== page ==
Friday, January 22, 2016

The Friday Grab Bag - Teaching D&D to Youngsters

For over 40 years I've played all editions including Pathfinder (yes, it might as well be an edition), and often break out the books for previous editions for several Old School conventions each year in southern Wisconsin.  I recently ran a one year long 1E AD&D campaign, as well.  NO edition is the best.  Period.  Everyone has a personal bias.  I kinda like 1E more than others but that doesn't mean it is the best or doesn't have flaws.  I designed lots of material and sold it during the 3.XE period which has its own foibles.  All that said . . .

If you're going to teach some youngsters D&D, get the 5E Starter Set for less than $20 and print out the FREE 5E Basic Rules PDF from online.  When I ran a 5E game when 5E first came out, I did this as well.  I also printed out an extra copy of the spells section and had those bound separately for players.  The Starter Set has pre-generated characters and the 5E Basic Rules have character generation rules if you want to get more involved.  The Starter Set comes with a mini-campaign/adventure that you could be using for six months or more depending on how much you might like to add to it from the Basic Rules of your own design.

Unless you have continued to play the older edition yourself all these many years AND have a big pile of books from that older edition including multiple copies of the PHB AND unless you have an ongoing group of dedicated players who already play that edition locally to you, it makes no sense to me to invest your kid(s) and others in something for which you have a vaguely nostalgic feeling.  The current edition is 5E and it's good too.  If the people you're teaching find they love the game, there will be plenty of players they can find and others who currently play the game all over the place, online and off.  They'll be able to find new material for their games, should they start up their own, and plenty of people with whom they can share the love of the edition THEY'LL grow up playing.  If they enjoy the Basic game, there are also larger investments that can be made in D&D 5E with more player options and depth of play.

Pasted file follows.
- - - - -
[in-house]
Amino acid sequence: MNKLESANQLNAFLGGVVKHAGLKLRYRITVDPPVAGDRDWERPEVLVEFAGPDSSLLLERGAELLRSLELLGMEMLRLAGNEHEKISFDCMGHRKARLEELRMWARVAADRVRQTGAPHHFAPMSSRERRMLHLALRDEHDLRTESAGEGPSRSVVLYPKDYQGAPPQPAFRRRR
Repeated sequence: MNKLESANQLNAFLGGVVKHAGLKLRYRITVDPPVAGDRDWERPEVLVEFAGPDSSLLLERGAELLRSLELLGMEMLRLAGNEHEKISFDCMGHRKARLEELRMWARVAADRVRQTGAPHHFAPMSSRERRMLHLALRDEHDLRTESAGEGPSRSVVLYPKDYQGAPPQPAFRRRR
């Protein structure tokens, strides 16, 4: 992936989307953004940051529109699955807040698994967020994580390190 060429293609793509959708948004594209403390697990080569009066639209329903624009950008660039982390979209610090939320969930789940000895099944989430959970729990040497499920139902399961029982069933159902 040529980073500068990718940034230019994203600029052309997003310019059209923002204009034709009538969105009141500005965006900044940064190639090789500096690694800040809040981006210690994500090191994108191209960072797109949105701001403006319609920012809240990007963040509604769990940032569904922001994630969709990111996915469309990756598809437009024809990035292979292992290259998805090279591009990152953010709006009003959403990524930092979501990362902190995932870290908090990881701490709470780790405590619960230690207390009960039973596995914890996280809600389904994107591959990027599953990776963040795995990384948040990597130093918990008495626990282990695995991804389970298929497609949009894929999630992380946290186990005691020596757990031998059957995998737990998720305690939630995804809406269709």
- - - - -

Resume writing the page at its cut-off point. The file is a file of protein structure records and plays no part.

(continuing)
I know some folks still play the accordion and others still take tap dancing lessons every year but, even though I regularly break out my own metaphorical velocipede, I wouldn't teach youngsters to ride it when there are new bicycles available at every store and other kids riding dirt bikes all over the place.  On the other hand, if you want to teach a youngster how to play a roleplaying game and D&D holds no appeal for you, there are hundreds of RPGs available for free, cheap, and more.  But I'll have to address that situation in a future blog post!  In the meantime, you can pick up some tips on running your own game by checking out a series of blogs I did on My 5E Starter Set Quest here.

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